Yao Chen received the Sunanda and Santimay Basu Early Career Award at the 2008 AGU Fall Meeting, held 17 December in San Francisco, Calif. The award recognizes an individual scientist from a developing nation for making outstanding contributions to research in Sun-Earth systems science that further the understanding of both plasma physical processes and their applications for the benefit of society.
Yao Chen, of Shandong University, has been awarded the 2008 Sunanda and Santimay Basu Early Career Award, given by the Space Physics and Aeronomy section of AGU. This award honors a young scientist from a developing nation for making outstanding contributions to research in Sun-Earth systems science that further the understanding of both plasma physical processes and their applications for the benefit of society. Chen has made significant contributions to the field of solar physics with a novel two-dimensional magnetohydrodynamic (MHD) model for both the solar wind and coronal mass ejections (CMEs). Us-ing this model, he has studied the effect of Alfvén waves on the solar wind, the roles of the ideal MHD instability and magnetic reconnection in driving coronal flux rope ejecta for CMEs, and the effect of the background solar wind on the propagation of the flux rope ejecta. After studying at the Harvard-Smithsonian Center for Astrophysics, Chen returned to China, earning his Ph.D. and working at the University of Science and Technology of China until 2006. In 2007, he took a faculty position at Shandong University, in China, where he currently plays an important role in developing the new Institute of Space Science. On behalf of the Space Physics and Aeronomy section, I am pleased to present Yao Chen with the 2008 Sunanda and Santimay Basu Early Career Award.—Jonathan J. Makela, University of Illinois, Urbana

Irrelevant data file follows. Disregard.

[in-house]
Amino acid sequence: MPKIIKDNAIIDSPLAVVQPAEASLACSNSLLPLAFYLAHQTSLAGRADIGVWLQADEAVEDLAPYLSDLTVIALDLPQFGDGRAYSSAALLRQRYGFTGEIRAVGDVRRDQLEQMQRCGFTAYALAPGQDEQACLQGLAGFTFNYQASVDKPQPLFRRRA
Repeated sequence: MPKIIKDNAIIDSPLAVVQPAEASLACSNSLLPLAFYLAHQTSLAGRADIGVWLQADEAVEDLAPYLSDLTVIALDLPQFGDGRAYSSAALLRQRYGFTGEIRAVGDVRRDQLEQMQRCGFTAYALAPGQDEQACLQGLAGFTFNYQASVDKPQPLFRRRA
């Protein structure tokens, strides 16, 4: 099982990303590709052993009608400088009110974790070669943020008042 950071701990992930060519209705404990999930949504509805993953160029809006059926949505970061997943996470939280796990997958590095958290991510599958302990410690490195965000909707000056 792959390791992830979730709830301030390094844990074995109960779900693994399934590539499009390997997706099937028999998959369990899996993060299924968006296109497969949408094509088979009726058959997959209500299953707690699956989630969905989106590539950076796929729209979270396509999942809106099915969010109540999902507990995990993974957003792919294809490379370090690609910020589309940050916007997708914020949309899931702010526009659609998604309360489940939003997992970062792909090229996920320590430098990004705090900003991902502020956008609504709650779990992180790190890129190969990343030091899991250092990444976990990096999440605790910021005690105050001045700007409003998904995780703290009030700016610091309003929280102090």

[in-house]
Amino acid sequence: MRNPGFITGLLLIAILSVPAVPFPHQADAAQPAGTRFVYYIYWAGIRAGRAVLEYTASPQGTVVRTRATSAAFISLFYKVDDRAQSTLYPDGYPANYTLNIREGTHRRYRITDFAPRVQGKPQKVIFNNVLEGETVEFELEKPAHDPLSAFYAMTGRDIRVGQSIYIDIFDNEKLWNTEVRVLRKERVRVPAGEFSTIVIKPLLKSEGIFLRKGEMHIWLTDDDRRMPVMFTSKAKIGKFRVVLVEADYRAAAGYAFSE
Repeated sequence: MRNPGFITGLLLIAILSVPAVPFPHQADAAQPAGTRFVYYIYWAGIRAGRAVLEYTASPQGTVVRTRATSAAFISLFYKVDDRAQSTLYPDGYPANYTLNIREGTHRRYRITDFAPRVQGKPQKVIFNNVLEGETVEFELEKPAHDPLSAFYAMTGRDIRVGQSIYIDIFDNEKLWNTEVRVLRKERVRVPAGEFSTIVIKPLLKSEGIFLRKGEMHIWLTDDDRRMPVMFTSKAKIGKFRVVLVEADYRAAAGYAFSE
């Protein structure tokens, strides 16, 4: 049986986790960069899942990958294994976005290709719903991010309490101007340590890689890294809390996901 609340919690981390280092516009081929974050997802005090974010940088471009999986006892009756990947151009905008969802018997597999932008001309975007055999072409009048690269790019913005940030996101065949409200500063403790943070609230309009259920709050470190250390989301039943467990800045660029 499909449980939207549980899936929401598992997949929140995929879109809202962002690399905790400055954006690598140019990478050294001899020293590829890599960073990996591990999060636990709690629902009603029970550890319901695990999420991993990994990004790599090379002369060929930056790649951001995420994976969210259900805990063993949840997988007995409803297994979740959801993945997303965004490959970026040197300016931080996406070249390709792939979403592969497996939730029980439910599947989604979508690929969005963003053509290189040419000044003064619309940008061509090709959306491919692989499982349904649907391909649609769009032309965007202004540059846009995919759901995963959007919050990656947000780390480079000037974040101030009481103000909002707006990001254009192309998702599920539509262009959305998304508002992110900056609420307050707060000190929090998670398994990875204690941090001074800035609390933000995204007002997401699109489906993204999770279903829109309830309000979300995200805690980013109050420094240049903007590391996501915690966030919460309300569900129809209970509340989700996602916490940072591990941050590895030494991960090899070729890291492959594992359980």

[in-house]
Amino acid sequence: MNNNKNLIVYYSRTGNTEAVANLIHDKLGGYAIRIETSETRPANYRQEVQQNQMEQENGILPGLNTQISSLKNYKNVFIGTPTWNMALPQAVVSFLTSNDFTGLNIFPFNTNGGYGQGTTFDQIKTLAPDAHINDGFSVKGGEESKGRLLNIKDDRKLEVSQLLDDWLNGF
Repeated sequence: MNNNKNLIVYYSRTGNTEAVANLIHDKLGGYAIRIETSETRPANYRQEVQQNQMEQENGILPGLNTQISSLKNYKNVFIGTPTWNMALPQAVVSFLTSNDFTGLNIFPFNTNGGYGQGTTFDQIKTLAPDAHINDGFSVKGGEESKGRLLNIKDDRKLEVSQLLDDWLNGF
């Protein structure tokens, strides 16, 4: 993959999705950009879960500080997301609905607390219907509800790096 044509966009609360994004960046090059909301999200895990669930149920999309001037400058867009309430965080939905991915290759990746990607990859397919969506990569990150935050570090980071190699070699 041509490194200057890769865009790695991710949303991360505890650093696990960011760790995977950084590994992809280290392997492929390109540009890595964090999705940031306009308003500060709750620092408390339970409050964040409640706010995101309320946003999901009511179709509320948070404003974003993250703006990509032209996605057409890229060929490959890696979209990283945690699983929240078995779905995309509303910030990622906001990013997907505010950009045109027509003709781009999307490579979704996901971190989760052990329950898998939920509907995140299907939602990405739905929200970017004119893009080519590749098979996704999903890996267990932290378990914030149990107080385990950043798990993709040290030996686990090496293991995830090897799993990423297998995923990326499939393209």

I am deeply honored and humbled to be the first recipient of the Basu Early Career Award in Sun-Earth systems science.
I sincerely thank, from deep in my heart, Sunanda and Santimay for their generous bestowal and establishment of the award, and for their very kind consideration of the benefit of the scientific community in developing nations like China and India, especially young researchers in the early stage of their career. I thank my nominator, Xiaohua Deng, at Nanchang University, and the selection committee, chaired by Jonathan Makela. I also thank Chingsheng Wu and Youqiu Hu for supporting my nomination.
The honor is shared by every member of my group at Shandong University (SDU), where we are working together to build a new space physics program. Especially, I thank my colleague Lidong Xia, who moved from the University of Science and Technology of China (USTC) to our present affiliation together with me. So what we have accomplished at SDU is really a team effort that also involves our younger colleagues, like Quanqi Shi, Hongqiang Song, Shiwei Feng, Hui Fu, and our even younger students. The group is still expanding, taking advantage of the strong support from university authorities and the Chinese space physics community.
The honor is also shared by my thesis advisors, Ruth Esser, at University of Tromsø, and Youqiu Hu and Zhongyuan Li, at USTC, who have taught me how to do the science and be a part of the commu-nity. The honor is certainly shared by my lovely daughter and my wife, the other half of me.—Yao Chen, Shandong University, Weihai, China